Tek 4C

By: Tanya Raghu

What does the immune system do to prevent viruses?

White Blood Cells

The body's defense against foreign invaders and viruses is the immune system. It is made of a network of cells, tissues, and organs which work together, the main cells involved are Leukocytes (white blood cells) which look to destroy viruses. The cells are found all over the body including in the bone marrow, thymus, and spleen.

When Viruses are detected, several different types of cells work together to kill these foreign predators. Lymphocytes are triggered start to produce antibodies, specialized proteins that detect the viruses.

Once produced, these antibodies continue to exist in a person's body, so that if the same antigen is presented to the immune system again, they can attack again.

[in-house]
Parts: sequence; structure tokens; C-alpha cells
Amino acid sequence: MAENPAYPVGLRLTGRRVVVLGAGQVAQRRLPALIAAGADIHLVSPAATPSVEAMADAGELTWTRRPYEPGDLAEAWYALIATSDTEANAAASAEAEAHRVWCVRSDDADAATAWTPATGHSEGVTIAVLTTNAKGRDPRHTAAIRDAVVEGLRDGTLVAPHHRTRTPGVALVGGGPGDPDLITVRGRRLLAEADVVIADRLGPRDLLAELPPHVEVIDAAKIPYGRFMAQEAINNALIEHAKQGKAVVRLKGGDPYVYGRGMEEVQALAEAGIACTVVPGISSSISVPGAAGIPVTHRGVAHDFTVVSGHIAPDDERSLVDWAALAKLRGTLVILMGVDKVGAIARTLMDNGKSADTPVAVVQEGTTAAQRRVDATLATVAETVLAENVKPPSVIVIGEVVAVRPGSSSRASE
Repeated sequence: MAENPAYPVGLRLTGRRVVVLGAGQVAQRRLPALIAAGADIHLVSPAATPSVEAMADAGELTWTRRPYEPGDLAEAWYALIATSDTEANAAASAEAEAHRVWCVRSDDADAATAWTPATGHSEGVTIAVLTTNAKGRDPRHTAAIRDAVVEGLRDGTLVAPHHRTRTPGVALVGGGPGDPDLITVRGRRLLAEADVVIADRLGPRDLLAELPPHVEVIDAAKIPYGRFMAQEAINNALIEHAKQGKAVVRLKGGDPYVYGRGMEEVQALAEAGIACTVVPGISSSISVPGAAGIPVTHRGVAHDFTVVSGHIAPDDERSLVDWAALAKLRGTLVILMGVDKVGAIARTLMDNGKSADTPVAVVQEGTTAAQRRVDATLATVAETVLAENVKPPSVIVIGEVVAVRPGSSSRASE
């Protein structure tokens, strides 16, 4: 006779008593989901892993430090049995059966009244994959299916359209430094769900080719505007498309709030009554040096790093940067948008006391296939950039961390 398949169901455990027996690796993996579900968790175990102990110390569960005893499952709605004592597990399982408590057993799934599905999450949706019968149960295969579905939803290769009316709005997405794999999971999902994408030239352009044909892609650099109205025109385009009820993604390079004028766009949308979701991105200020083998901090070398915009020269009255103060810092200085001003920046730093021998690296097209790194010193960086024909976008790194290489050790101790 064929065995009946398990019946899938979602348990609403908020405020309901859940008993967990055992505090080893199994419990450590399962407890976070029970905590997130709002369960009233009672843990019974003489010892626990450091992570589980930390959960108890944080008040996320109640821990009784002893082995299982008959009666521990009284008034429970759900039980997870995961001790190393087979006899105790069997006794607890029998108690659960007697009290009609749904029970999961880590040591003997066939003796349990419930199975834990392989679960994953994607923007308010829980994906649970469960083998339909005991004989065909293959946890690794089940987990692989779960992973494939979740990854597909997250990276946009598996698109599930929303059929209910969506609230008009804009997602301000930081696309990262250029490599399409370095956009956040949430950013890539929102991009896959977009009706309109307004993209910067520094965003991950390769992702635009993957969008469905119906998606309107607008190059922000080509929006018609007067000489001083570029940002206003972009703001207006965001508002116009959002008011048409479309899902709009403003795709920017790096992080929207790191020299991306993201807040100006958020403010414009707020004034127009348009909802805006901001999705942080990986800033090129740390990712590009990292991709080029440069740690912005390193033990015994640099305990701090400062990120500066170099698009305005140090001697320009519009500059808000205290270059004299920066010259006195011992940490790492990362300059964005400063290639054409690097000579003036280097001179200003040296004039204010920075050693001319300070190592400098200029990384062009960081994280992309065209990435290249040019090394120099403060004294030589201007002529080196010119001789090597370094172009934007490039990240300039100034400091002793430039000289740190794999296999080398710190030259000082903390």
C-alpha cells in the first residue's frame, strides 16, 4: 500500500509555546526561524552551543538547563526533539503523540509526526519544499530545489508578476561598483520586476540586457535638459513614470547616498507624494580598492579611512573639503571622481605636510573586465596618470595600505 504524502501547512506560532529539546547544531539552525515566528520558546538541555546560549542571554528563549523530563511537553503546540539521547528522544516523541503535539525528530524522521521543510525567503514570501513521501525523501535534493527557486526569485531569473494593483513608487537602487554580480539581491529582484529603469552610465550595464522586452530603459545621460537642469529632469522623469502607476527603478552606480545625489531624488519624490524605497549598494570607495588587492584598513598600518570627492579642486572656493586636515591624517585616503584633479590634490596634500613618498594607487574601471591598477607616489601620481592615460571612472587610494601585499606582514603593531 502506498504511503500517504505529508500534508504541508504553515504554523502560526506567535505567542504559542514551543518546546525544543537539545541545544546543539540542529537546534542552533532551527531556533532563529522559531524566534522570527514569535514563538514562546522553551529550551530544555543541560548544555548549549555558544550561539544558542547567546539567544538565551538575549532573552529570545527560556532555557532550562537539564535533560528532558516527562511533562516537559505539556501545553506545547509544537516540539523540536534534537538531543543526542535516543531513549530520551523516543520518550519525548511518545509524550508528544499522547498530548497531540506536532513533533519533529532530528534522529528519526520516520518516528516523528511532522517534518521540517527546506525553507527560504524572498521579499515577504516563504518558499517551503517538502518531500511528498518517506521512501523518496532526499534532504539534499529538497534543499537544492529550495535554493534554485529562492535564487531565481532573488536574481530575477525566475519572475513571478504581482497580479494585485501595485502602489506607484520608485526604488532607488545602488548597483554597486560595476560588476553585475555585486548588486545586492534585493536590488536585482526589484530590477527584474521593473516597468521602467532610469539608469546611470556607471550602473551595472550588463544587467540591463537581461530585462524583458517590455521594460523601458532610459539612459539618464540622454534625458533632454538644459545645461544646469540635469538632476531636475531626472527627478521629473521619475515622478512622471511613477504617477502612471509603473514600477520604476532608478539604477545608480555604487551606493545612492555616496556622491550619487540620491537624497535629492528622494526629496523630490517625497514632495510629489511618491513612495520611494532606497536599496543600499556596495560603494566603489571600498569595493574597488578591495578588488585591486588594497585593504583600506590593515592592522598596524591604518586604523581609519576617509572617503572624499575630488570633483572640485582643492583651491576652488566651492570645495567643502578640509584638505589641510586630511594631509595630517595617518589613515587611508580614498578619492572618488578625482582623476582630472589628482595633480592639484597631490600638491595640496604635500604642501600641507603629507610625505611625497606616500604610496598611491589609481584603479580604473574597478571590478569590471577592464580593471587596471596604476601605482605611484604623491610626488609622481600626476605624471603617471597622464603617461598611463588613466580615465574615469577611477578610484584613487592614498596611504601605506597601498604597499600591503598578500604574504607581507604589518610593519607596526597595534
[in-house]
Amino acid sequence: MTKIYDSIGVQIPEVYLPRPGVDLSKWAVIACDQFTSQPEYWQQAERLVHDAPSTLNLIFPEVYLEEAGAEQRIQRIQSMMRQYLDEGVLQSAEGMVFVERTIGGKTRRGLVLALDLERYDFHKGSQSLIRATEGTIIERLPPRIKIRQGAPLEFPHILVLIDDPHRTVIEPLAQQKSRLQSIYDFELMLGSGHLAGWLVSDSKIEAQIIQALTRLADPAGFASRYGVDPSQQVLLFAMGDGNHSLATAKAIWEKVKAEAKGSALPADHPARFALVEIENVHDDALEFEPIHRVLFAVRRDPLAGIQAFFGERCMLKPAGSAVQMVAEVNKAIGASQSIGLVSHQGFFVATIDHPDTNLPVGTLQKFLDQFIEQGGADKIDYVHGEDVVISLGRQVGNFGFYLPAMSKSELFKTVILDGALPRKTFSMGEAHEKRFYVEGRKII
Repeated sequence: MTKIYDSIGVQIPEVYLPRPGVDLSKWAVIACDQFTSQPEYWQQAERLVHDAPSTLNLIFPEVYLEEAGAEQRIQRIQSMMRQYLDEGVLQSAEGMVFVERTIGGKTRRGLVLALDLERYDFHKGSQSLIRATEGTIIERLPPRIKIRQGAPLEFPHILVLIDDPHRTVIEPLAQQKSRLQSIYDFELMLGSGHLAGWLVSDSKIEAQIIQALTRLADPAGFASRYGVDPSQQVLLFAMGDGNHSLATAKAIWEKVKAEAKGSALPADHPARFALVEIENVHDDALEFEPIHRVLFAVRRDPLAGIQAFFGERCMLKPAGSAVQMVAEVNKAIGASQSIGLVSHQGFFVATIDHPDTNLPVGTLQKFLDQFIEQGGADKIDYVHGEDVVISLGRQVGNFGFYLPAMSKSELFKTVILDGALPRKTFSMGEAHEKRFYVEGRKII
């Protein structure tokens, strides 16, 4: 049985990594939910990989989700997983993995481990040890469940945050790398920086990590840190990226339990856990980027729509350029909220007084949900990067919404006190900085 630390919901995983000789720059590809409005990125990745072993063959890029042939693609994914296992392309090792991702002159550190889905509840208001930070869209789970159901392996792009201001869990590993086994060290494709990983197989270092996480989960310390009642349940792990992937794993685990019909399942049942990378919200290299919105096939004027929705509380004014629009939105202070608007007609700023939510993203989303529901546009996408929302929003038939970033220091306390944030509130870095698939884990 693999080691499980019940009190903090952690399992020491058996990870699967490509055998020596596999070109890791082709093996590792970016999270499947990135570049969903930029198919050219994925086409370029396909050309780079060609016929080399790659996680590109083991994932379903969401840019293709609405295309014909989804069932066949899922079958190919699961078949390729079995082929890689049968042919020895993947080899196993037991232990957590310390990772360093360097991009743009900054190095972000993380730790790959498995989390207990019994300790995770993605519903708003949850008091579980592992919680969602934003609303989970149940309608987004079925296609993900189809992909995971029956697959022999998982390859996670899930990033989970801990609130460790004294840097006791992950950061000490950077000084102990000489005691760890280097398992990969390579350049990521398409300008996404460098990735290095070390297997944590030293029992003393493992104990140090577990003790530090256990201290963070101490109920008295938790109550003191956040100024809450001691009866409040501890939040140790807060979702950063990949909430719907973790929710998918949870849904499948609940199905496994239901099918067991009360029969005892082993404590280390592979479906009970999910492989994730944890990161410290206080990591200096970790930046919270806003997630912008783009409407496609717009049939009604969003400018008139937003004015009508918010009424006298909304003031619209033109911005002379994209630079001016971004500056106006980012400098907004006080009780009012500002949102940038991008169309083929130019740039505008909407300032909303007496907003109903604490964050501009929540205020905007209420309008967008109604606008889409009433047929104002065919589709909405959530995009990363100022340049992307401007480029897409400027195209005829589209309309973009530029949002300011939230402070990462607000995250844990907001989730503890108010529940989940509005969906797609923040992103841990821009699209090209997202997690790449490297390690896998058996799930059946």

Chicken Pox

The reason why people only get infected with Chicken Pox one time is because the first time these antibodies were already created for the infection and continue to exist to ward off the disease.

Passive Immunity

Passive immunity is "borrowed" from another source and it lasts for a short time. For example, antibodies in a mother's breast milk provide a baby with temporary immunity to diseases the mother has been exposed to. This can help protect the baby against infection during the early years of childhood.